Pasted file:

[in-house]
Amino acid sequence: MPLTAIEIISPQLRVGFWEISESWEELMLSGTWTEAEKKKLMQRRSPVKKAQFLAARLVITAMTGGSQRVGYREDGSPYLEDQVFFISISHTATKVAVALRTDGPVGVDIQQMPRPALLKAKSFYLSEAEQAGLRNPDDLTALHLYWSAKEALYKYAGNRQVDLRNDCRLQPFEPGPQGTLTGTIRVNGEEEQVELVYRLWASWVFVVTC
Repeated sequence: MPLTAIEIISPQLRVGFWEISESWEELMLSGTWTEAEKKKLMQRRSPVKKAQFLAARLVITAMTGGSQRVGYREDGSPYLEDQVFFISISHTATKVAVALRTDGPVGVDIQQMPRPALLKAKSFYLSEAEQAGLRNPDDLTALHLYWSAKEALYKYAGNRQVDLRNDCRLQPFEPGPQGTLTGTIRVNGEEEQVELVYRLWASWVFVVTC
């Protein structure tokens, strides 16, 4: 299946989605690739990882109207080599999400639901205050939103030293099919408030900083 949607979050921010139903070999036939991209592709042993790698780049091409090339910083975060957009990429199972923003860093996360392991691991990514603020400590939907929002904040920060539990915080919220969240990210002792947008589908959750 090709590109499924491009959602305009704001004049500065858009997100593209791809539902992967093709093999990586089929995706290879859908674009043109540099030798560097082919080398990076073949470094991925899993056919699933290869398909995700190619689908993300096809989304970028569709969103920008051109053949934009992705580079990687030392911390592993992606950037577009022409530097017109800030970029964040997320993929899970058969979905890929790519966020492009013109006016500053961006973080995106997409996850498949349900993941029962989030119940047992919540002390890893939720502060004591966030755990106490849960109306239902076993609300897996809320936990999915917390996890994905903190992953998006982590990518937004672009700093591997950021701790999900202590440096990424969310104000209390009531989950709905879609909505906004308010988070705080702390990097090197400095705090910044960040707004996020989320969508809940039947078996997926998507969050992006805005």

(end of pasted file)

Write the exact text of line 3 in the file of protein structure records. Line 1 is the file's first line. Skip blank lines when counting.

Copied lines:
Repeated sequence: MPLTAIEIISPQLRVGFWEISESWEELMLSGTWTEAEKKKLMQRRSPVKKAQFLAARLVITAMTGGSQRVGYREDGSPYLEDQVFFISISHTATKVAVALRTDGPVGVDIQQMPRPALLKAKSFYLSEAEQAGLRNPDDLTALHLYWSAKEALYKYAGNRQVDLRNDCRLQPFEPGPQGTLTGTIRVNGEEEQVELVYRLWASWVFVVTC